City Counseling: Best Laid Plans

Best Laid Plans

Mayoral candidates and City Council Members Lee Leffingwell (l) and Brewster McCracken speak at a Feb. 23 forum hosted by the Austin Bar Association.
Mayoral candidates and City Council Members Lee Leffingwell (l) and Brewster McCracken speak at a Feb. 23 forum hosted by the Austin Bar Association. (Photo by Jana Birchum)

Candidate forums are all about staying on message. But Lee Leffingwell may have made news Monday in his first face-off against Brewster McCracken – at the Central Texas Democratic Forum – when he announced opposition to awarding the contract for designing a comprehensive plan at this week's City Council meeting. McCracken agreed, calling the process flawed – suggesting a councilwide lack of will to proceed.

Council had seemed set to name the crew that would oversee the project, with city staff recommending a group led by ACP Vision­ing+Planning, a New York-based firm that led city planning for the World Trade Center site and Lower Manhattan after 9/11. However, both McCracken and Leffingwell cited a lack of public input leading to the decision; in an all too pathetically common instance of shortsightedness, the city only allowed a five-day period (including the weekend) for citizens to comment on the three finalists' proposals. (Behind the scenes, there's also an argument simmering that the city's scoring process for applicants – including a heavily weighted, subjective survey – may have excluded other qualified firms.) Leffingwell also said he hoped to convene a citizens group to identify the parameters of the plan.

A comprehensive plan, in the city's own words, "contains the City's policies for growth and development," and the fact that the last comp plan was drafted way back in 1979 has been derided by neighborhood advocates, environmentalists, and progressives. Yet judging from the lack of outcry over the proposed delay, it may well take a little longer to get the plan right.

Finally, the council members running for mayor shouldn't mind punting it for the moment; the $1.3 million price tag, arriving in the midst of $20 million of planned cuts at the city, is just one more invoice to dodge. It's likely we'll see the plan return – just maybe not until after the election.

Incentive Invective

The council is apparently making good on its promise to take a closer look at economic incentives to businesses – the cause célèbre of the Stop Domain Subsidies crowd last election. Incentives would be more tightly regulated under an ordinance before council this week (Item 15). A mash-up of two previous city resolutions – one from December 2007 and another passed after the unsuccessful SDS charter election – the ordinance would amend Austin's Economic Develop­ment Program by eliminating "economic development incentives for large scale mixed use projects that include a retail component." However, it wouldn't stop the city from developing public land "in ways that promote community values, including historic preservation, affordable housing, and transit oriented development," nor would it stop Downtown revitalization projects including retail components – wiggle room protecting undertakings such as the Seaholm and Green Water Treatment Plant redevelopments.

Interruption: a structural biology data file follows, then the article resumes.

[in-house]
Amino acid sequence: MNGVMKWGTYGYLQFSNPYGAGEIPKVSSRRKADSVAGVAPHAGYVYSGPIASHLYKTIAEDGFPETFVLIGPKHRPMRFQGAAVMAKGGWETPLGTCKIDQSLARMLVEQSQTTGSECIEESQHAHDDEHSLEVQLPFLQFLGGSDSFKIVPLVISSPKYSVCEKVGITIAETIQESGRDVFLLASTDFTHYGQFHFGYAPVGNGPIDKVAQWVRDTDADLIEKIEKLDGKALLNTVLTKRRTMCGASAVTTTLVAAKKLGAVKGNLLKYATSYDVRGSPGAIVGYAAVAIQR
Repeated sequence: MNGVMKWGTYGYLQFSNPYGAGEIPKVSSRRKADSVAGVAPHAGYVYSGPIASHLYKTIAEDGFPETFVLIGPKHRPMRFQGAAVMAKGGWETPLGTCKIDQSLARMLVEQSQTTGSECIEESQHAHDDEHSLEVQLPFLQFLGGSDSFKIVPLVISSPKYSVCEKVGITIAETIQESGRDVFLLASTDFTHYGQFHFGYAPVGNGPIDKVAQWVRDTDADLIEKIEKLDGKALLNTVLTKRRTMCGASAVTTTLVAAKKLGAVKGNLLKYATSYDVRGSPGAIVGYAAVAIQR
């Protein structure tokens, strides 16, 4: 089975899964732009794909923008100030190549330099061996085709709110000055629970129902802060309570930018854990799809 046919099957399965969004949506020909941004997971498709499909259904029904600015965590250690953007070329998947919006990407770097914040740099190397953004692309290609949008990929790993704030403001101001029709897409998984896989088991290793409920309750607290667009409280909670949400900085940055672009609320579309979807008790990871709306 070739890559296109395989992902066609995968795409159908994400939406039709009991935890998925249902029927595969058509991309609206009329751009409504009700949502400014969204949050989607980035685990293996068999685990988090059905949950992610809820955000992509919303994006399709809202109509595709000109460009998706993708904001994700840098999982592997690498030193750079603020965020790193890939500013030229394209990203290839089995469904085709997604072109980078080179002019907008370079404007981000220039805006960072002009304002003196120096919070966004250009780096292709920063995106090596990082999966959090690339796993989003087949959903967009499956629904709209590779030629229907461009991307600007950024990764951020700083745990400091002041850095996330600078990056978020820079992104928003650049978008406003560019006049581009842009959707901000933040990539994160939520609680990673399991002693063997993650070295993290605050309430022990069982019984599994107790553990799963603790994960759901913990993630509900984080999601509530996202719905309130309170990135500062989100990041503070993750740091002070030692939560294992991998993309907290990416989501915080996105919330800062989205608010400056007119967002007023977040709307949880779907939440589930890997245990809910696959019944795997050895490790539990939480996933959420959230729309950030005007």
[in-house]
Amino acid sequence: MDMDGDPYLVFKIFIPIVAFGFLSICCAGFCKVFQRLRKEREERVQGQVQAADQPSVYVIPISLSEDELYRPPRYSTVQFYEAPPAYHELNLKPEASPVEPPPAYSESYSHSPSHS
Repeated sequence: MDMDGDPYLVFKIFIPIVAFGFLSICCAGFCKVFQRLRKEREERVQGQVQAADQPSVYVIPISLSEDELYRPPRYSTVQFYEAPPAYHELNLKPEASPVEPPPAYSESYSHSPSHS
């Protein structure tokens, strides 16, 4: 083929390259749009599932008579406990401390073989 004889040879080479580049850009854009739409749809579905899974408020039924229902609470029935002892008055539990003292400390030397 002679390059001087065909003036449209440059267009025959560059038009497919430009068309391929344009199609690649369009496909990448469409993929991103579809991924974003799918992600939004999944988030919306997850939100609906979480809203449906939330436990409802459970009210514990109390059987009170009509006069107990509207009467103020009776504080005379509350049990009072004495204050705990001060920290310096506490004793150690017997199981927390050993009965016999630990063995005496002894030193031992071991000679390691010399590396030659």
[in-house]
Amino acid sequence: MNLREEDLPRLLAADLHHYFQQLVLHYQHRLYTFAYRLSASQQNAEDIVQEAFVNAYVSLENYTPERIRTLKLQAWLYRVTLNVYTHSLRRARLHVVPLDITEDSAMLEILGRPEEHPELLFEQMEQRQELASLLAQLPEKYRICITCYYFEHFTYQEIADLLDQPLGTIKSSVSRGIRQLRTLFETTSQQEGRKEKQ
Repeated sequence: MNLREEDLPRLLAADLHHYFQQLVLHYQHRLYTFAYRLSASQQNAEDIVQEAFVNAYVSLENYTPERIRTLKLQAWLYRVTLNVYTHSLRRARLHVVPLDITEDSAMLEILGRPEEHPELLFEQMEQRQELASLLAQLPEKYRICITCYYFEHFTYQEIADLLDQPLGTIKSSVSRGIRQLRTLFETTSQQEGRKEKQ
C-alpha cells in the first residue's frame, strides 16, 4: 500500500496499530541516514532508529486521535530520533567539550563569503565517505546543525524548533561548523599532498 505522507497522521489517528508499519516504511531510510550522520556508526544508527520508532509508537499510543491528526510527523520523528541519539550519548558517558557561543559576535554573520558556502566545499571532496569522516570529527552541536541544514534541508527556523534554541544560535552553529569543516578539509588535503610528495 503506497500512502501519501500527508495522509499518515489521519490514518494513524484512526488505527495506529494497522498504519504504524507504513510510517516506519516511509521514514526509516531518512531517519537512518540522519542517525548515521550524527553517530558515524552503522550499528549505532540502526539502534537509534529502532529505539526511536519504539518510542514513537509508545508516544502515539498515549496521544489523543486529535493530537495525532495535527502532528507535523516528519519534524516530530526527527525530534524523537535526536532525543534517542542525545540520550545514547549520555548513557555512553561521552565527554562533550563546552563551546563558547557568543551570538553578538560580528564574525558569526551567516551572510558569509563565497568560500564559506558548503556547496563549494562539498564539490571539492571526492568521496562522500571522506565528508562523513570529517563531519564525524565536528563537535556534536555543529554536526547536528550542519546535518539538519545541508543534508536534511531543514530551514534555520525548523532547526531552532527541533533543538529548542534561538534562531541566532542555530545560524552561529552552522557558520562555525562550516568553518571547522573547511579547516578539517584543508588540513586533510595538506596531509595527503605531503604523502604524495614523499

A separate proposal (Item 22), sponsored by Laura Morrison, calls for the city manager to create an "enhanced process" for reviewing proposed incentives, directing the city manager to work with groups including the Capital Area Council of Governments, local chambers of commerce, Austin Interfaith, and Liveable City in assessing incentives' "direct and indirect" costs. The item would also make any upcoming incentive adhere to a timeline allowing ample time for public input. What's not to like?

Free Association

Briefings dominate the agenda this week: City Manager Marc Ott will formally make public his "action plan" for the 2009 city budget in a 10:30am presentation – the centerpiece is some $20 million in cuts. The biggest question is whether a $500,000 slash to the Library Department, resulting in an additional 9.5 hours of closure a week at each branch library, will remain on the menu, as it's garnered widespread opposition. At 2pm, a briefing is scheduled on staff-recommended regulations for outdoor music venues, a process that's proceeded (so far) with the blessing of musician and club-owning members of the Live Music Task Force.

Won't somebody think of the homeowners?

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City Council, Lee Leffingwell, Brewster McCracken, Central Texas Democratic Forum, Economic Development Program, Laura Morrison, Marc Ott

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